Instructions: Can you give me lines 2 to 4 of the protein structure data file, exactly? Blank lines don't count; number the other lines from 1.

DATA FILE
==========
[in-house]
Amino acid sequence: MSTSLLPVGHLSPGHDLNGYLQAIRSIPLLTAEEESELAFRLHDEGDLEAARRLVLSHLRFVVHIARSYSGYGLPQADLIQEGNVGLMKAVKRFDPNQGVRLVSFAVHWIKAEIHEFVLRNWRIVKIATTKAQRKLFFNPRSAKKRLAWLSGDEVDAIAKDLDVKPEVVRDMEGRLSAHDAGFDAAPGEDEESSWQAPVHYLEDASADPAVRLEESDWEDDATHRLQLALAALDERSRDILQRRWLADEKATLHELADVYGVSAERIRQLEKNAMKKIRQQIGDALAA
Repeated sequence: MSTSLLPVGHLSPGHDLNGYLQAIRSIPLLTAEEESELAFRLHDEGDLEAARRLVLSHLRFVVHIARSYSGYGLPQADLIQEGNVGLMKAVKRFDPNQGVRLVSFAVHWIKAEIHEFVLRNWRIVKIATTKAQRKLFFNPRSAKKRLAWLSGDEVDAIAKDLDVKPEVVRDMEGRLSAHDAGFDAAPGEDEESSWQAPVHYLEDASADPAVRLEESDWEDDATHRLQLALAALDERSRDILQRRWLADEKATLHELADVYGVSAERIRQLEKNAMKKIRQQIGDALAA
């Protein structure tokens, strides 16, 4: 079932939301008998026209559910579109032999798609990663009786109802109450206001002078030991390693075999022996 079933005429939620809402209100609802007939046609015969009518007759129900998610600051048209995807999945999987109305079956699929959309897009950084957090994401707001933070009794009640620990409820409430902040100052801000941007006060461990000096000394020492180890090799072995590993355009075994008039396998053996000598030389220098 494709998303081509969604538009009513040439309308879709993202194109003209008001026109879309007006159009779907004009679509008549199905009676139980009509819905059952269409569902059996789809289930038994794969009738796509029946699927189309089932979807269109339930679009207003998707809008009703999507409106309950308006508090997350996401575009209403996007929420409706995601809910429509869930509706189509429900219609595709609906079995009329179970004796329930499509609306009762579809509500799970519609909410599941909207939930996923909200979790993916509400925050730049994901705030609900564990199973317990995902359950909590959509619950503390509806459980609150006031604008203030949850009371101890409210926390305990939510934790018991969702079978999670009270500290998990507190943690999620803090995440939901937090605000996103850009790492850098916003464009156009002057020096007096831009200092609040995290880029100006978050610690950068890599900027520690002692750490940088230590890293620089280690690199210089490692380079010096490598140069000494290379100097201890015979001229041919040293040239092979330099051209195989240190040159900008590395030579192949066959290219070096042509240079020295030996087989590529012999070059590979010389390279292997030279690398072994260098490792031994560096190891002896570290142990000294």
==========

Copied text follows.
Amino acid sequence: MSTSLLPVGHLSPGHDLNGYLQAIRSIPLLTAEEESELAFRLHDEGDLEAARRLVLSHLRFVVHIARSYSGYGLPQADLIQEGNVGLMKAVKRFDPNQGVRLVSFAVHWIKAEIHEFVLRNWRIVKIATTKAQRKLFFNPRSAKKRLAWLSGDEVDAIAKDLDVKPEVVRDMEGRLSAHDAGFDAAPGEDEESSWQAPVHYLEDASADPAVRLEESDWEDDATHRLQLALAALDERSRDILQRRWLADEKATLHELADVYGVSAERIRQLEKNAMKKIRQQIGDALAA
Repeated sequence: MSTSLLPVGHLSPGHDLNGYLQAIRSIPLLTAEEESELAFRLHDEGDLEAARRLVLSHLRFVVHIARSYSGYGLPQADLIQEGNVGLMKAVKRFDPNQGVRLVSFAVHWIKAEIHEFVLRNWRIVKIATTKAQRKLFFNPRSAKKRLAWLSGDEVDAIAKDLDVKPEVVRDMEGRLSAHDAGFDAAPGEDEESSWQAPVHYLEDASADPAVRLEESDWEDDATHRLQLALAALDERSRDILQRRWLADEKATLHELADVYGVSAERIRQLEKNAMKKIRQQIGDALAA
């Protein structure tokens, strides 16, 4: 079932939301008998026209559910579109032999798609990663009786109802109450206001002078030991390693075999022996 079933005429939620809402209100609802007939046609015969009518007759129900998610600051048209995807999945999987109305079956699929959309897009950084957090994401707001933070009794009640620990409820409430902040100052801000941007006060461990000096000394020492180890090799072995590993355009075994008039396998053996000598030389220098 494709998303081509969604538009009513040439309308879709993202194109003209008001026109879309007006159009779907004009679509008549199905009676139980009509819905059952269409569902059996789809289930038994794969009738796509029946699927189309089932979807269109339930679009207003998707809008009703999507409106309950308006508090997350996401575009209403996007929420409706995601809910429509869930509706189509429900219609595709609906079995009329179970004796329930499509609306009762579809509500799970519609909410599941909207939930996923909200979790993916509400925050730049994901705030609900564990199973317990995902359950909590959509619950503390509806459980609150006031604008203030949850009371101890409210926390305990939510934790018991969702079978999670009270500290998990507190943690999620803090995440939901937090605000996103850009790492850098916003464009156009002057020096007096831009200092609040995290880029100006978050610690950068890599900027520690002692750490940088230590890293620089280690690199210089490692380079010096490598140069000494290379100097201890015979001229041919040293040239092979330099051209195989240190040159900008590395030579192949066959290219070096042509240079020295030996087989590529012999070059590979010389390279292997030279690398072994260098490792031994560096190891002896570290142990000294």